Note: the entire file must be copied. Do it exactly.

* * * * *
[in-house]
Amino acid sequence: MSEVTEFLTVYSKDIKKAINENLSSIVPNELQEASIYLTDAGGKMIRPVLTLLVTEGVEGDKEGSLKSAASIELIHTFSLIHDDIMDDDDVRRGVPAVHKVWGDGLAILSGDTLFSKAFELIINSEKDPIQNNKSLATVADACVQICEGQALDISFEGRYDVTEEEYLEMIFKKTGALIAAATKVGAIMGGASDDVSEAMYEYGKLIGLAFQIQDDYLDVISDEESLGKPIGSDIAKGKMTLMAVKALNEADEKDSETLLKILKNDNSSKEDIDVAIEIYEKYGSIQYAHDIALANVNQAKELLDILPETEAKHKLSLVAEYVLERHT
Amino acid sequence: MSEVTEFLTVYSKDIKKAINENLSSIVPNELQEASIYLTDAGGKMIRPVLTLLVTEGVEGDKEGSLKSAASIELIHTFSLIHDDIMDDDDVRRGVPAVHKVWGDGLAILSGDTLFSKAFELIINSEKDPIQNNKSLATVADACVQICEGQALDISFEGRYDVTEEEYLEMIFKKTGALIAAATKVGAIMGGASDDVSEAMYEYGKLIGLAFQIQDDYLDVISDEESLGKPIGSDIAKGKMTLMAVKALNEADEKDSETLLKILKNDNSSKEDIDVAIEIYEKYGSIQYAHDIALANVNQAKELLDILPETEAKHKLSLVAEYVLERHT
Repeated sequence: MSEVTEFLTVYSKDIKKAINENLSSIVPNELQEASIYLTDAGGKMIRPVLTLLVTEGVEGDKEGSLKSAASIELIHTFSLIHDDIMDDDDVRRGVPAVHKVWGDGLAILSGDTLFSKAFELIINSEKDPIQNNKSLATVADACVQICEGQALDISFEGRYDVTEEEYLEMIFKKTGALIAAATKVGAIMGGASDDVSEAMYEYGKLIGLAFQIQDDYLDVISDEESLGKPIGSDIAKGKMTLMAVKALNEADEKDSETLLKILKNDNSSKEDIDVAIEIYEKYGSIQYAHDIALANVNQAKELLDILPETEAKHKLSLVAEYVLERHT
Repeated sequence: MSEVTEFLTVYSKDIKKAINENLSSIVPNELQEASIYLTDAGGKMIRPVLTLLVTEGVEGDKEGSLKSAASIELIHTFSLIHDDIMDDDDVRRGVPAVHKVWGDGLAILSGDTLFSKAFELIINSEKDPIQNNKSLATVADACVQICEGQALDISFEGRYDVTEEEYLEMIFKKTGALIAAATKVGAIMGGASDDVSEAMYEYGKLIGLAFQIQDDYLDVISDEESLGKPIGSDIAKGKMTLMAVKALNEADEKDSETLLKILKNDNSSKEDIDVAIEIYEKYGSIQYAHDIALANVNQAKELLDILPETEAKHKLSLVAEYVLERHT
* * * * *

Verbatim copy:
[in-house]
Amino acid sequence: MSEVTEFLTVYSKDIKKAINENLSSIVPNELQEASIYLTDAGGKMIRPVLTLLVTEGVEGDKEGSLKSAASIELIHTFSLIHDDIMDDDDVRRGVPAVHKVWGDGLAILSGDTLFSKAFELIINSEKDPIQNNKSLATVADACVQICEGQALDISFEGRYDVTEEEYLEMIFKKTGALIAAATKVGAIMGGASDDVSEAMYEYGKLIGLAFQIQDDYLDVISDEESLGKPIGSDIAKGKMTLMAVKALNEADEKDSETLLKILKNDNSSKEDIDVAIEIYEKYGSIQYAHDIALANVNQAKELLDILPETEAKHKLSLVAEYVLERHT
Amino acid sequence: MSEVTEFLTVYSKDIKKAINENLSSIVPNELQEASIYLTDAGGKMIRPVLTLLVTEGVEGDKEGSLKSAASIELIHTFSLIHDDIMDDDDVRRGVPAVHKVWGDGLAILSGDTLFSKAFELIINSEKDPIQNNKSLATVADACVQICEGQALDISFEGRYDVTEEEYLEMIFKKTGALIAAATKVGAIMGGASDDVSEAMYEYGKLIGLAFQIQDDYLDVISDEESLGKPIGSDIAKGKMTLMAVKALNEADEKDSETLLKILKNDNSSKEDIDVAIEIYEKYGSIQYAHDIALANVNQAKELLDILPETEAKHKLSLVAEYVLERHT
Repeated sequence: MSEVTEFLTVYSKDIKKAINENLSSIVPNELQEASIYLTDAGGKMIRPVLTLLVTEGVEGDKEGSLKSAASIELIHTFSLIHDDIMDDDDVRRGVPAVHKVWGDGLAILSGDTLFSKAFELIINSEKDPIQNNKSLATVADACVQICEGQALDISFEGRYDVTEEEYLEMIFKKTGALIAAATKVGAIMGGASDDVSEAMYEYGKLIGLAFQIQDDYLDVISDEESLGKPIGSDIAKGKMTLMAVKALNEADEKDSETLLKILKNDNSSKEDIDVAIEIYEKYGSIQYAHDIALANVNQAKELLDILPETEAKHKLSLVAEYVLERHT
Repeated sequence: MSEVTEFLTVYSKDIKKAINENLSSIVPNELQEASIYLTDAGGKMIRPVLTLLVTEGVEGDKEGSLKSAASIELIHTFSLIHDDIMDDDDVRRGVPAVHKVWGDGLAILSGDTLFSKAFELIINSEKDPIQNNKSLATVADACVQICEGQALDISFEGRYDVTEEEYLEMIFKKTGALIAAATKVGAIMGGASDDVSEAMYEYGKLIGLAFQIQDDYLDVISDEESLGKPIGSDIAKGKMTLMAVKALNEADEKDSETLLKILKNDNSSKEDIDVAIEIYEKYGSIQYAHDIALANVNQAKELLDILPETEAKHKLSLVAEYVLERHT